Tuesday, 1 December 2009

Local residents to receive incentives to allow wind farms

Local residents who allow wind farms to be built in their neighbourhood will be rewarded with lower energy bills, the Tories have promised.

By Rosa Prince, Political CorrespondentPublished: 8:00AM GMT 30 Nov 2009
By offering incentives to communities to encourage them not to object to planning bids by wind farm developers, the party believes it could end the often bitter disputes which currently thwart many green projects.
As well as lower gas and electricity bills for up to 25 years, residents would be invited to share in the proceeds of business rates paid by wind farms for six years after they were built.
Communities will also be offered shares in local wind farms, allowing them to become part-owners and enjoy a stake of the profits.
Developers would be likely to offer shares as a way of avoiding getting “bogged down” in planning rows.
In a speech at Oxford University, Greg Clark, the shadow energy and climate secretary, criticised Labour’s handling of residents who opposed green technologies, saying their only tactic was to shame them into giving way.
He said: "Onshore wind is often a divisive subject, riven by bitter planning disputes – which are bad for climate change policy, bad for the wind power industry and bad for local communities.
“Labour's only solution is to demonise anyone who has the temerity to object. As well as being wrong, this is obviously counter productive.
“What the government should be doing is finding ways to solve some of the problems that lead to stalemate.
“I would argue that wind farm applications are often bogged down because there is no clear benefit to local communities in hosting them.
“But, in its characteristically centralising mindset, this government has made little effort to try and unlock any such benefits to local communities for hosting wind farms – instead seeking to demonise people when communities have objected.”
Mr Clark singled out Ed Miliband, the Energy and Climate Change Secretary, who he accused of failing to offer residents positive reasons to accept a wind farm in their area.
He said: “Ed Miliband has said he thinks it should be considered as socially unacceptable to be against wind turbines in your areas as it is to drive over a zebra crossing without stopping.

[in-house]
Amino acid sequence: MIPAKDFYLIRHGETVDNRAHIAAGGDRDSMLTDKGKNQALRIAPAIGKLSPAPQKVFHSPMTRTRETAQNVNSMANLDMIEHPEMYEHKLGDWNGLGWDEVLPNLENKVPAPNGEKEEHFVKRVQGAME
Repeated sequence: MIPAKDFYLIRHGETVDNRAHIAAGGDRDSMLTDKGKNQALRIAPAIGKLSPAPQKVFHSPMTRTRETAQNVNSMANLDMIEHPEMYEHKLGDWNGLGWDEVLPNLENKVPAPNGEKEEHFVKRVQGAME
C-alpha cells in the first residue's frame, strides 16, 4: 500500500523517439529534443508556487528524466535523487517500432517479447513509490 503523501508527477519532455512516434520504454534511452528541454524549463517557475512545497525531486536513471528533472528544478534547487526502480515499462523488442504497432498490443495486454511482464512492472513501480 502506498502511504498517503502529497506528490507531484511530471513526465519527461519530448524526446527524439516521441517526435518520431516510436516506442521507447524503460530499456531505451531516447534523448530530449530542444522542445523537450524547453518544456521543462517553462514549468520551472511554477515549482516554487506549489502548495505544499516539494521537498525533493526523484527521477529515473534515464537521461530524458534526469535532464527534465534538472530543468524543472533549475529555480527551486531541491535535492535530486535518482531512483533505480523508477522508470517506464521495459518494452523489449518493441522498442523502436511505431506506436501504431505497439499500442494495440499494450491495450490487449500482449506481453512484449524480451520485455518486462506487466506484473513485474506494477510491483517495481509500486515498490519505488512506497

“Conservatives are determined to find ways to allow communities who participate in renewable energy projects to share in the rewards that comes from doing their bit.”
Mr Clark said that a 10 megawatt wind farm involving five large turbines would pay around £72,000 a year in rates back into the local community
There are also plans to allow residents lower energy bills for the duration of a local wind farm’s life, which usually last around 25 years, and “empower” communities by offering part ownership of farms.
In Denmark, 86 per cent of wind farms are partly owned by locals, with more than 100,000 families having shares.
Maria McCaffery, Chief Executive of the British Wind Energy Association, welcomed the proposals.
She said: "We have long called for localisation of business rates which we believe would bring great advantages to local communities."
John Sauven, chief executive of Greenpeace UK, added: "These are constructive proposals that will enable the benefits of wind power to more clearly shared by the communities that host them.”
Adrian Snook, of Stop the Spin, which campaigns against wind farms, said: "I am sure this more even-handed approach will be welcomed by rural communities.
“Opinion polls consistently show that 80 per cent of people express strong public support for the notion of harnessing wind energy, with only 10 per cent opposed.
“However rural communities deeply resent the unfair and one-sided terms associated with the actual planning proposals put to them by the power industry and in turn by central Government.
“Rural people would like to feel good about wind energy, but the current administration has robbed them of any opportunity to so.”
Martin Harper, Head of Sustainable Development at the RSPB, added: "Today's announcements by the Conservative Party on renewable energy are a genuine step forward.
"Greg Clark showed that this revolution can be achieved without riding roughshod over the needs of the natural environment or ignoring the voices of local people."